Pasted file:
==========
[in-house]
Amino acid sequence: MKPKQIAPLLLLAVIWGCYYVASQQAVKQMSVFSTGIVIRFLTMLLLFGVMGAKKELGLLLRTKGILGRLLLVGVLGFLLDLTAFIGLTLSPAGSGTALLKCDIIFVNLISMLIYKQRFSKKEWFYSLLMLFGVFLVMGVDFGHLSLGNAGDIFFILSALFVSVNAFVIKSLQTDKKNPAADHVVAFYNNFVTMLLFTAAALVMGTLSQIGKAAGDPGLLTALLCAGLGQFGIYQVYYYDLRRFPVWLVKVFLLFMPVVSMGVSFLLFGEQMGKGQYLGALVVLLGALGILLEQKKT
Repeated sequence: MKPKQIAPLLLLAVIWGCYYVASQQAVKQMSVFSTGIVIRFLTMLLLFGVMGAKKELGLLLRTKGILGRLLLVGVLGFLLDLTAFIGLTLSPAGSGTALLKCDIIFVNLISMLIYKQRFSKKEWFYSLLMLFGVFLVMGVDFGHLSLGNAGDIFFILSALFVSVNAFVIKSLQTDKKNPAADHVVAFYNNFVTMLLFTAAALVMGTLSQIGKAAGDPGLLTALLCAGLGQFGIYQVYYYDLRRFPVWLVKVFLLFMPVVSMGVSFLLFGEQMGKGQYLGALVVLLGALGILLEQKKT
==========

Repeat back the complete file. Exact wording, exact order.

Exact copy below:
[in-house]
Amino acid sequence: MKPKQIAPLLLLAVIWGCYYVASQQAVKQMSVFSTGIVIRFLTMLLLFGVMGAKKELGLLLRTKGILGRLLLVGVLGFLLDLTAFIGLTLSPAGSGTALLKCDIIFVNLISMLIYKQRFSKKEWFYSLLMLFGVFLVMGVDFGHLSLGNAGDIFFILSALFVSVNAFVIKSLQTDKKNPAADHVVAFYNNFVTMLLFTAAALVMGTLSQIGKAAGDPGLLTALLCAGLGQFGIYQVYYYDLRRFPVWLVKVFLLFMPVVSMGVSFLLFGEQMGKGQYLGALVVLLGALGILLEQKKT
Repeated sequence: MKPKQIAPLLLLAVIWGCYYVASQQAVKQMSVFSTGIVIRFLTMLLLFGVMGAKKELGLLLRTKGILGRLLLVGVLGFLLDLTAFIGLTLSPAGSGTALLKCDIIFVNLISMLIYKQRFSKKEWFYSLLMLFGVFLVMGVDFGHLSLGNAGDIFFILSALFVSVNAFVIKSLQTDKKNPAADHVVAFYNNFVTMLLFTAAALVMGTLSQIGKAAGDPGLLTALLCAGLGQFGIYQVYYYDLRRFPVWLVKVFLLFMPVVSMGVSFLLFGEQMGKGQYLGALVVLLGALGILLEQKKT